One of the many problems we have with the spread of COVID-19 is the ability of the coronavirus to survive on the surface for hours at a time. When we can effectively clean hard materials or sterilize them with alcohol, what about more delicate surfaces like cardboard?
Even in the atmosphere, SARS-Cavi-2 can last for a few hours; On cardboard it can last up to 24 hours, and soluble particles have been found on plastic for up to three days after contamination.
Scientists in many disciplines are throwing their vast skills to fight the epidemic. Now, a team led by Zeitong Chen, an engineer at the University of California, Los Angeles, may have found a solution. He just demonstrated that cold plasma has the ability to destroy viruses on a wide surface without damaging the material.
“Everything we use comes from the air,” explains aerospace engineer Richard Weirz. “Air and electricity: This is a very healthy treatment with no side effects.”
Plasma, the least known of the four major states of matter (the other three solids, liquids and gases) comes naturally into our upper atmosphere. It forms when electrons separate from their atoms (charge the atoms positively), and together form a soup of charged particles that are unstable and therefore more reactive than their similar gas state.
Cold plasma has been shown to work against drug resistant bacteria. It interferes with their surface texture and DNA without damaging human surfaces. It also works against cancer cells.
Chen, Virz, and colleagues designed and printed 3D an atmospheric plasma jet device powered by argon gas – one of the most abundant gases in our air. The device sends fast electrons through the gas, stripping the outer electrons of the gas atoms that collide with them; It only needs 12 W constant power to work.
The team directed the flow at room temperature near the reactive particles on the contaminated surfaces, exposing them to electric current, charged atoms and molecules (ions) and UV radiation.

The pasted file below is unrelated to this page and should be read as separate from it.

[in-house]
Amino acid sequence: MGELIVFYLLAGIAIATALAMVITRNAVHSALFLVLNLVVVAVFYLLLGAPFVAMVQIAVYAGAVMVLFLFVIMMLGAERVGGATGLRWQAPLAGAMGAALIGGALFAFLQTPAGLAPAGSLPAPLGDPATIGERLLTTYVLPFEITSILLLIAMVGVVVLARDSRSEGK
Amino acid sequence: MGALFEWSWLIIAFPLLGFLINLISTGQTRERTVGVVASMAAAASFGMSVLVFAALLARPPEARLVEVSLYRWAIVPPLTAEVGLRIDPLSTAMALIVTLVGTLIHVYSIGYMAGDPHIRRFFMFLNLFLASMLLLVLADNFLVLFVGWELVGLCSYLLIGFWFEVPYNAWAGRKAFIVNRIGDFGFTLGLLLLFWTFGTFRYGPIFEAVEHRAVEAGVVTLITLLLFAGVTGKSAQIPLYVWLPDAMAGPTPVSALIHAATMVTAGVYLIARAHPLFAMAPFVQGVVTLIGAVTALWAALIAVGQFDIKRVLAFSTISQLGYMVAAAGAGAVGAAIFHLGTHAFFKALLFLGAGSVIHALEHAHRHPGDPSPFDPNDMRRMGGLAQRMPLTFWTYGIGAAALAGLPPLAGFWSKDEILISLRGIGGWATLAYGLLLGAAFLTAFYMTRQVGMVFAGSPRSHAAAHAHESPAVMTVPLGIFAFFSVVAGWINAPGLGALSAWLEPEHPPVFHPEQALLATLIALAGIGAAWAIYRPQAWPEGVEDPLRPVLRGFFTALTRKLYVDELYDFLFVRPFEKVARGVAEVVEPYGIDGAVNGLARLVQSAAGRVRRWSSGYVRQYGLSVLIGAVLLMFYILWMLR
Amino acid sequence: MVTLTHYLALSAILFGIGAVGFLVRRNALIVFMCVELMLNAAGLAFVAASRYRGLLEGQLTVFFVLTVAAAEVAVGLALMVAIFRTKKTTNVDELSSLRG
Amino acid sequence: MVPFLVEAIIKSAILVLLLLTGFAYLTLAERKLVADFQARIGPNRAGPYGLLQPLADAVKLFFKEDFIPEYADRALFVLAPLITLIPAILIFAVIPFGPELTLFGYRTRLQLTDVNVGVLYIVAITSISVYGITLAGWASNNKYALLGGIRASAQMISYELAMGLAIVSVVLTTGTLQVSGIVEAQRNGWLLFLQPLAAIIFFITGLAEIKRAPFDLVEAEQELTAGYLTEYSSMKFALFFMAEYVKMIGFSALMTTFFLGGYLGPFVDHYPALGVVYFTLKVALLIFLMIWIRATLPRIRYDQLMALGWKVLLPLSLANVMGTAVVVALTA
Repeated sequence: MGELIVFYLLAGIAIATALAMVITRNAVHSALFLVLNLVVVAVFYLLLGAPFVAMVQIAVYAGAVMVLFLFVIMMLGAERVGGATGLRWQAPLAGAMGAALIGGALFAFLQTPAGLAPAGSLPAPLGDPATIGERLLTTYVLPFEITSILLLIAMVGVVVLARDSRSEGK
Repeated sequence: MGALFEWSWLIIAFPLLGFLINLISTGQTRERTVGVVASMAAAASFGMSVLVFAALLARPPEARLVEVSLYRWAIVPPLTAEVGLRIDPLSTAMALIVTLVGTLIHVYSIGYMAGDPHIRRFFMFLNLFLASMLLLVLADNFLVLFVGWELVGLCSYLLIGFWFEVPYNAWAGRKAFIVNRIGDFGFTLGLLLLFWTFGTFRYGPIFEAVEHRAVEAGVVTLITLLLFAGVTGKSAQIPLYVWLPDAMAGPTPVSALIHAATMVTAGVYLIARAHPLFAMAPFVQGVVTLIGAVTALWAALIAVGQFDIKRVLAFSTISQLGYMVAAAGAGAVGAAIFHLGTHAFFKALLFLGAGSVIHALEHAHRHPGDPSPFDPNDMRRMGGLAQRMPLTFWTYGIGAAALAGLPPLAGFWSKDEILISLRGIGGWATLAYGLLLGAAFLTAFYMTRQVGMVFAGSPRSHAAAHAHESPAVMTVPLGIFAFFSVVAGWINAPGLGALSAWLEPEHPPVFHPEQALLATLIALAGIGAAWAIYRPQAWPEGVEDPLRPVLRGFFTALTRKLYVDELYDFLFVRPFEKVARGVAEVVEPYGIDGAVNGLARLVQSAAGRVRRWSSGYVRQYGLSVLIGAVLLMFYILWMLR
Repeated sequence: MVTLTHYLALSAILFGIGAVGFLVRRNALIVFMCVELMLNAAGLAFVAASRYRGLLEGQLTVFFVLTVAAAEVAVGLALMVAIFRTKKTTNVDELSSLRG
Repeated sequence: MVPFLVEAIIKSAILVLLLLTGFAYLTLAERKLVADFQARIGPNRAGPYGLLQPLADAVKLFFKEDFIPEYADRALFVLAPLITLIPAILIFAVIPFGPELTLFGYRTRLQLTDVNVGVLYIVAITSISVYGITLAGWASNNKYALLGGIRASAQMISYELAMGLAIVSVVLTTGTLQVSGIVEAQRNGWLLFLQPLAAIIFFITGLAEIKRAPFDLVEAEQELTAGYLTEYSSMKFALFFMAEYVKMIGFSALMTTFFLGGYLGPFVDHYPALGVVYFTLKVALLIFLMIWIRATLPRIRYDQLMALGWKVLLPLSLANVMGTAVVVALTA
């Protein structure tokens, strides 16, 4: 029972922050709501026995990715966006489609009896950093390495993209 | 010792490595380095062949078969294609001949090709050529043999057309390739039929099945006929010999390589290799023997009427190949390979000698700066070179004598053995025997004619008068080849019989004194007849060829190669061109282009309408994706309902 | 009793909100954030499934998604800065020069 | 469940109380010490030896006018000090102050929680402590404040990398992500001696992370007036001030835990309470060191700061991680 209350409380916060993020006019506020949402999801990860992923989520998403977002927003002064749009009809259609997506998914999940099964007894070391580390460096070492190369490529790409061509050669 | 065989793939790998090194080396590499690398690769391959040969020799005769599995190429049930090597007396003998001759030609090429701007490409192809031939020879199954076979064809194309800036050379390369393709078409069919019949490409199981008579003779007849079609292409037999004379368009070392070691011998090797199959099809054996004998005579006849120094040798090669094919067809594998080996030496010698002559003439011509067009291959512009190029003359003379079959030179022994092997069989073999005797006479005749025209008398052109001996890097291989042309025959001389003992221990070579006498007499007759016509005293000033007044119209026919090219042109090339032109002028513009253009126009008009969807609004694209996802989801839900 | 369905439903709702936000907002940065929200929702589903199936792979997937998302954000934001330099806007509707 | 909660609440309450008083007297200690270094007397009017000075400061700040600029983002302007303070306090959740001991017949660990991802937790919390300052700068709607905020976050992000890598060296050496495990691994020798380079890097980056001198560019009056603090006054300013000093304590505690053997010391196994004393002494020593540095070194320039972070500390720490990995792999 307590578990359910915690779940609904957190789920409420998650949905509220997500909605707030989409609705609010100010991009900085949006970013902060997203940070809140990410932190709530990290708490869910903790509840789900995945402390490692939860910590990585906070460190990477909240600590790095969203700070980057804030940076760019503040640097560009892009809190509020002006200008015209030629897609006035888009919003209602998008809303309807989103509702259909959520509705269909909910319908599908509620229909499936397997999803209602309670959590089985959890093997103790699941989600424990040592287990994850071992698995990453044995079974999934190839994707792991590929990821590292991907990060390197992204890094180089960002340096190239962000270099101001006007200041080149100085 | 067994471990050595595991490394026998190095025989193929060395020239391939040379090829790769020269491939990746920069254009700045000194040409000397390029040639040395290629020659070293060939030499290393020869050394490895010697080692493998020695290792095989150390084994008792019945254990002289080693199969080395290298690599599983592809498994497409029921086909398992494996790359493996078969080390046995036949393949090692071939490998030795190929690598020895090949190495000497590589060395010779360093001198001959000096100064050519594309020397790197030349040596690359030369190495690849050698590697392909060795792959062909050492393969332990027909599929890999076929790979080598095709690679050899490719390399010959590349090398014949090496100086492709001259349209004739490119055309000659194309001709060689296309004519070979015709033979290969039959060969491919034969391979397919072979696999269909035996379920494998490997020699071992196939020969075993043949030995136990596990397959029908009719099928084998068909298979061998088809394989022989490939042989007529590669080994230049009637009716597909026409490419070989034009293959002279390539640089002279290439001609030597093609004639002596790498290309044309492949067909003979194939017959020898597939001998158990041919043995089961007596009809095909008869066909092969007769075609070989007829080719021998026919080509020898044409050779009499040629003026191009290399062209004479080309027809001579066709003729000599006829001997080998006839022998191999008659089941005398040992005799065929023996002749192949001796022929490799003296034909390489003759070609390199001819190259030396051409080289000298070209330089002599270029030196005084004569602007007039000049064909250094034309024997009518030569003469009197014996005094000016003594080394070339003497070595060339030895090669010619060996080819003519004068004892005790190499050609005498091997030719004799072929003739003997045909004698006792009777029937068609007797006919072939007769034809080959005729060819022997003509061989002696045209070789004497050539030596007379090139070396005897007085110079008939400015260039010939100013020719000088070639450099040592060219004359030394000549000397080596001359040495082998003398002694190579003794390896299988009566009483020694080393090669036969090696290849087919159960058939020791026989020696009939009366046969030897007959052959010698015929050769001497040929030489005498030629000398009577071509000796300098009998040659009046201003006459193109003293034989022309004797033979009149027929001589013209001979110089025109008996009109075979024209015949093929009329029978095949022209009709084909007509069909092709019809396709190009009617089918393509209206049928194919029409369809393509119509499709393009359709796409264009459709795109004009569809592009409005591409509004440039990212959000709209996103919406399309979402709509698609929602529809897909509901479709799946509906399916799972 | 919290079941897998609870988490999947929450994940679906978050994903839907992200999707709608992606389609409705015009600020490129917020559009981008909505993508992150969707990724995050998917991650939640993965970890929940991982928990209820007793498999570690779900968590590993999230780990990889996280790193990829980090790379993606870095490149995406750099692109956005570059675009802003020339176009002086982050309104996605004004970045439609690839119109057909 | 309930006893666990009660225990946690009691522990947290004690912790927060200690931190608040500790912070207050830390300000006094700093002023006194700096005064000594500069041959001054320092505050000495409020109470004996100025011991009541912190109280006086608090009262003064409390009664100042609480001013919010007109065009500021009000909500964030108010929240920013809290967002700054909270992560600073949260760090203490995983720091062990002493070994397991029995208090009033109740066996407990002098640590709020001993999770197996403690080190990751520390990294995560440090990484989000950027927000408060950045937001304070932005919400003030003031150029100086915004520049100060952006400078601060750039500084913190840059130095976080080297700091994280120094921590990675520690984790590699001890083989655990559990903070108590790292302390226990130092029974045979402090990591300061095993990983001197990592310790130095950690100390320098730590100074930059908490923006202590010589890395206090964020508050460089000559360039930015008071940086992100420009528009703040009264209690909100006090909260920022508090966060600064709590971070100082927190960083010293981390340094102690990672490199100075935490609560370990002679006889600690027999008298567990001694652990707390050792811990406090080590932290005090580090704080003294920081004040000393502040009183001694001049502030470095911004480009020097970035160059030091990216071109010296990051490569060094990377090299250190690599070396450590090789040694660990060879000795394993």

They tested the effect of plasma on six surfaces, including cardboard, football effect leather, plastic and metal, and found that on each of these, most of the virus particles became inactive after only 30 seconds. Three minutes of contact with the plasma destroyed all the viruses.
The team believes it is a reactive oxygen and nitrogen ion, in contact with plasma air, which is destroying viral particles; When they tested helium-derived plasma, which produces less of the molecule of this species, it was not effective even after five minutes of application.
They explain that charged particles accumulate on the surface of virion, damaging its envelope by electrostatic forces leading to its differentiation. Ions can also break structurally important bonds, such as between two carbon atoms, carbon and oxygen, and between carbon and nitrogen atoms.
Experiments on the effects of plasma on bacteria and viruses may contain important proteins to bind the host cells to damage in the outer envelope of the virus.
“These results also suggest that cold plasma should be examined for inactivation of SARS-Co-2 born of cold rosol.” Virz and colleagues wrote in their paper.
Last year another team created a plasma filter that can sterilize air with 99 percent of viruses. In their device, as the borosilicate glass structure passes through air barriers in the bed, it oxidizes the volatile molecules forming plasma. This damages the viral particles, reducing our ability to infect.
Of course, there is still another way to go from concept proof to device that we can all use but Virz and team are now working to create such a device.
Virze said, ‘This is just the beginning. “We are very confident and have high expectations for Plasma in future work.”
This research was published The physics of fluids.